Perhaps, you couldn't go to work, because your car broke down and you live in a neighborhood which lacks easy access to public transportation. It's a real limitation. Maybe you couldn't finish typing your publication before the deadline, because you lost access to the internet to continue doing your research. Definitely, a setback. Or you could not pay your car debt, because you were suffering from loss, and your emotions didn't allow you to think properly to sustain a job. Absolutely, understandable.

Now, that the recognition of the limitation has been made. Let's surrender, what has gone out of your control, and observe what is possible.

Challenge 1: You didn't make it to work. What to do? Call a friend (no one available). Take your bicycle (impossible in the snow). Alternative, contact a taxi (no cash flow to pay). Then order an Uber or Lyft (not enough money in the bank). Rent a car if you have milage points or other membership program (not enough points). Then finally call your job and honestly accept that you're not meant to go to work on such day. Surrender. Plus, fix the car. Practice taking your car for maintenance regularly.

Challenge 2: Couldn't meet the deadline for your publication. Direct contact the one in control of the deadline, if they refuse. Then save this project for the next opportunity. Trust, it will come. You'll be better prepared.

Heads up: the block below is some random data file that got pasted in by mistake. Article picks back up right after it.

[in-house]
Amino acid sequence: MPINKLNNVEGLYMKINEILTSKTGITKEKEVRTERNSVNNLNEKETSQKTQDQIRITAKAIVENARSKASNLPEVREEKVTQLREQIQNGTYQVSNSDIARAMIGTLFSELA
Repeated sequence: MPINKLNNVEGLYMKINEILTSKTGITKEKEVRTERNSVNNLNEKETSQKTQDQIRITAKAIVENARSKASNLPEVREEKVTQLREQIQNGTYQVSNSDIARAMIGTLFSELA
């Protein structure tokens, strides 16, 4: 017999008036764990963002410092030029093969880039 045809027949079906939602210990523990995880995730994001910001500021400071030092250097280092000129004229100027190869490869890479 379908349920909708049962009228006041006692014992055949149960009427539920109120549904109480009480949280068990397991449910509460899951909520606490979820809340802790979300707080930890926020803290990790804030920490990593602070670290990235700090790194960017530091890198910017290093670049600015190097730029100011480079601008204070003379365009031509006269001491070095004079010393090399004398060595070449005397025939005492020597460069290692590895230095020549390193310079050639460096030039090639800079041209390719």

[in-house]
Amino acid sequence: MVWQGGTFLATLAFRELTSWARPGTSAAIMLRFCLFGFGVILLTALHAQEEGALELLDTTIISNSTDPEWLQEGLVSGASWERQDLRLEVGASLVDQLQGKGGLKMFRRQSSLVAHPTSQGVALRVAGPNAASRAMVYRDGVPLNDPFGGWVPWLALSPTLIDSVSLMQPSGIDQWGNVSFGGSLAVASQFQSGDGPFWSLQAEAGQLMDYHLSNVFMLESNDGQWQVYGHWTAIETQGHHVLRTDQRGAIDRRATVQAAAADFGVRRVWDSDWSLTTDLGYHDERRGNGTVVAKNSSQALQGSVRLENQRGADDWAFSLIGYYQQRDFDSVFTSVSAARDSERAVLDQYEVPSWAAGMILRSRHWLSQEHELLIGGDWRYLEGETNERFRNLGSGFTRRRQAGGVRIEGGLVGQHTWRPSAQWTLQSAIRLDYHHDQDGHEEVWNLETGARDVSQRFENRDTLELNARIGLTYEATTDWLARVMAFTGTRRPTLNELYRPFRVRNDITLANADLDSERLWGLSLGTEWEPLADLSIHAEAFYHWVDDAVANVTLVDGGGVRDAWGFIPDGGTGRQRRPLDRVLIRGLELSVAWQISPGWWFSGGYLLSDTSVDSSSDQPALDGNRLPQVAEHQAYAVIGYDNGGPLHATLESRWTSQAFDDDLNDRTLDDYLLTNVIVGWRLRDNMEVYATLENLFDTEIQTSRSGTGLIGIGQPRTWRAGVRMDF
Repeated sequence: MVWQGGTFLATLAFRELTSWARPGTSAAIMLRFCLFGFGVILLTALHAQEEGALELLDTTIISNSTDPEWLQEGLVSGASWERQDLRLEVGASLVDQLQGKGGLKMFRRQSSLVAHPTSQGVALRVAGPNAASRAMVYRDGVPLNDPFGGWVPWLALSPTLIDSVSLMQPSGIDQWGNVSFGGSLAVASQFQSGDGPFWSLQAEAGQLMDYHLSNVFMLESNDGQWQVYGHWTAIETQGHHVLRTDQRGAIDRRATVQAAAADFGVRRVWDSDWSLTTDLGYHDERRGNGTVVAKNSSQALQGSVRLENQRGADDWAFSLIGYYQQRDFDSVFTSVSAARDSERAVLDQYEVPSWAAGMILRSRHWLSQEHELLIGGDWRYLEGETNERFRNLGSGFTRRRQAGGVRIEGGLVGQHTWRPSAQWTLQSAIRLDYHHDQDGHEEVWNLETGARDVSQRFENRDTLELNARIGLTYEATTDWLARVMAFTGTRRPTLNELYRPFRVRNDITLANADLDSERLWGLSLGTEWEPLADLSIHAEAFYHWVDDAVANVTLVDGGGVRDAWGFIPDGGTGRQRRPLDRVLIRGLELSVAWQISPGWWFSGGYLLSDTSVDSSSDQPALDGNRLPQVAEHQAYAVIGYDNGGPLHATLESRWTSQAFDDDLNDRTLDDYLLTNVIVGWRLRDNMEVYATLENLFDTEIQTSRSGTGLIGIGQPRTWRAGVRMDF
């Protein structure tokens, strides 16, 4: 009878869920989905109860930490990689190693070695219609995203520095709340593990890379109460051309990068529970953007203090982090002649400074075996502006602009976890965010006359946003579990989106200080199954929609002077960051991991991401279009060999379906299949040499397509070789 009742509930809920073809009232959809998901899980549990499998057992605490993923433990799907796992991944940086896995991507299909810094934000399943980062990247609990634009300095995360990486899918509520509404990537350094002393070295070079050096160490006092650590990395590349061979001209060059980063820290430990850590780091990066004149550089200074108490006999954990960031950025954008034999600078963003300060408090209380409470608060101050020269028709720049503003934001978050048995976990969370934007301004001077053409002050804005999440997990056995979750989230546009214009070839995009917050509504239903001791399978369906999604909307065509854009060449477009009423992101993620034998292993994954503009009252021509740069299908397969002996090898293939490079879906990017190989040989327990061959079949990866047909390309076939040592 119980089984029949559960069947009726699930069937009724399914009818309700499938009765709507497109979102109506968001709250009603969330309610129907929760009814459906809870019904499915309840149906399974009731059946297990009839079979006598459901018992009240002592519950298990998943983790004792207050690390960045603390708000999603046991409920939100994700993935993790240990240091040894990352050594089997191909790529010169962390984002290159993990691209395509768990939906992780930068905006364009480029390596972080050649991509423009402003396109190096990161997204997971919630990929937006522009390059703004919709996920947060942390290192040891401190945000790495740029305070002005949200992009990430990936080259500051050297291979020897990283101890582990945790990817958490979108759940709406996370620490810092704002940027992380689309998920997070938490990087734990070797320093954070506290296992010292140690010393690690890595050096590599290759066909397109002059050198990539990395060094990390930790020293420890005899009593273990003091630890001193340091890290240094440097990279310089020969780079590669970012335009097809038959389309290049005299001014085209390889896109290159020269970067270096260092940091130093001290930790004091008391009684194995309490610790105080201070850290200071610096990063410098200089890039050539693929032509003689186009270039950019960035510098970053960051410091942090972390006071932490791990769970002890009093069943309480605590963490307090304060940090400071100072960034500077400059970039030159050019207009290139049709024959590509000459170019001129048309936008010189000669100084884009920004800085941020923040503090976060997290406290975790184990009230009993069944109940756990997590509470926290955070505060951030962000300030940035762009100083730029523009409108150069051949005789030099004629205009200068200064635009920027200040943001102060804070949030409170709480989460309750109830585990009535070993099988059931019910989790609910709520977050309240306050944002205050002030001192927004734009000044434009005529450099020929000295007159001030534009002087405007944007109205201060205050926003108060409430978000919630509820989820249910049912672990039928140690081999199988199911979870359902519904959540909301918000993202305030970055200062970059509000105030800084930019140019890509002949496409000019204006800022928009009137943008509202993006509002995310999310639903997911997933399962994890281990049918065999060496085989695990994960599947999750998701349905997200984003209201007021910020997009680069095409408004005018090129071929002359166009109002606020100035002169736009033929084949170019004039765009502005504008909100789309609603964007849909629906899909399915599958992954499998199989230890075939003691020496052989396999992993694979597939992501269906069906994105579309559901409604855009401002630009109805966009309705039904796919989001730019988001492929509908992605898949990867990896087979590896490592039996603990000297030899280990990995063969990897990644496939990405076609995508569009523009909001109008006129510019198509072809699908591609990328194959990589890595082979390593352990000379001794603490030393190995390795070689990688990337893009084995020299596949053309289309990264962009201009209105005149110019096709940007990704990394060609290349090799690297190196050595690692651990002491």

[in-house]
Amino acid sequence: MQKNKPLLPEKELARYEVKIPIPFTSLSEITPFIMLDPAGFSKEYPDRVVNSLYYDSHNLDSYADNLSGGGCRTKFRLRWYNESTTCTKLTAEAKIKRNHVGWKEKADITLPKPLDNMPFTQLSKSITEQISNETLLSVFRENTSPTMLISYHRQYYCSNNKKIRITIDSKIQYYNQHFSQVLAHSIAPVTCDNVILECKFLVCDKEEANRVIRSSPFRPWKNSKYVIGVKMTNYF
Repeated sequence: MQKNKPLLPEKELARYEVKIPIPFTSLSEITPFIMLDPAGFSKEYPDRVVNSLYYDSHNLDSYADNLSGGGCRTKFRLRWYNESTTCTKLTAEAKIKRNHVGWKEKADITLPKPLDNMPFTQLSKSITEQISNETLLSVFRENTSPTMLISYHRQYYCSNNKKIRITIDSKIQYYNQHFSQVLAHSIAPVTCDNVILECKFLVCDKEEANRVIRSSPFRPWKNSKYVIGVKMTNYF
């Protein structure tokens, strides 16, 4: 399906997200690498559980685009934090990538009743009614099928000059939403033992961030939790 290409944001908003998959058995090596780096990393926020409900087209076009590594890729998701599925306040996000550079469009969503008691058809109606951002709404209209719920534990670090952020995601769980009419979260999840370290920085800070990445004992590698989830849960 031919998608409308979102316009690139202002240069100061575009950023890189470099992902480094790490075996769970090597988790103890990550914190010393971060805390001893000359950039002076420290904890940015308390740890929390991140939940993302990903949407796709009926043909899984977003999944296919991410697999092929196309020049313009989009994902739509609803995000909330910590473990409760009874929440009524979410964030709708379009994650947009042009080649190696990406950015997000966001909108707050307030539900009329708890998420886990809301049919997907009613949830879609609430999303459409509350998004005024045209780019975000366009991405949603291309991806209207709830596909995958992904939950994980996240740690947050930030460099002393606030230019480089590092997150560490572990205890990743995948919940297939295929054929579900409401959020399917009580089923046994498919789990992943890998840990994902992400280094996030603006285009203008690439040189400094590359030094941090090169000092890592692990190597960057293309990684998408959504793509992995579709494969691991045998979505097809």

Challenge 3: You lost your car because of your debt. Take public transportation in the mean time as time consuming as it is. Enjoy being an observer, and rebuild. Life doesn't end with a repossession. Once you're back on your feet, you can purchase a car again. You'll start looking physically attractive from all the walking you're going to be doing in the meantime. Such a plus for your +health, +mind, and +spirit.

It's easy to feel shame when things don't go as planned, or when you're face to face with a real limitation. No matter how big the excuse, work with it by going down a checklist, and compete against it. Besides who said you can't thrive after a missed day at work, a missed opportunity at fame, or a car loss.

Feel free to come up with even greater solutions. At every step of the way you have the opportunity to be a Greater Authentic You, and not a greater he, she or they. Copy Over.

Take Away

1. Know that you're desirable with flaws and everything. When you forget this, remember that collectors of Kintsugi would even deliberately break dishes to have their dishes artistically restored with gold. The beauty of a broken dish repaired was desirable. You are desirable to the world.

2. Compare yourself to (the disempowered you) and (the empowered you). When you feel disempowered, compare to the empowered person which you can become. Even a king who faced adversities, leaned towards his power. You too can lean towards your power.

3. Compete against your biggest excuse. It is a fact, that limitations do exist. Approach them with a list of alternatives. Challenge yourself to compete against them. You're not the victim of your circumstances. You're the hero, the symbolic leader. It is your right to succeed.

Finally, neither task is easy. Most learning happens with practice. It's better to practice, practice, practice, practice. Wayne Gretzky said "you miss 100% of the shots you don't take".


Cheers,

Zoraya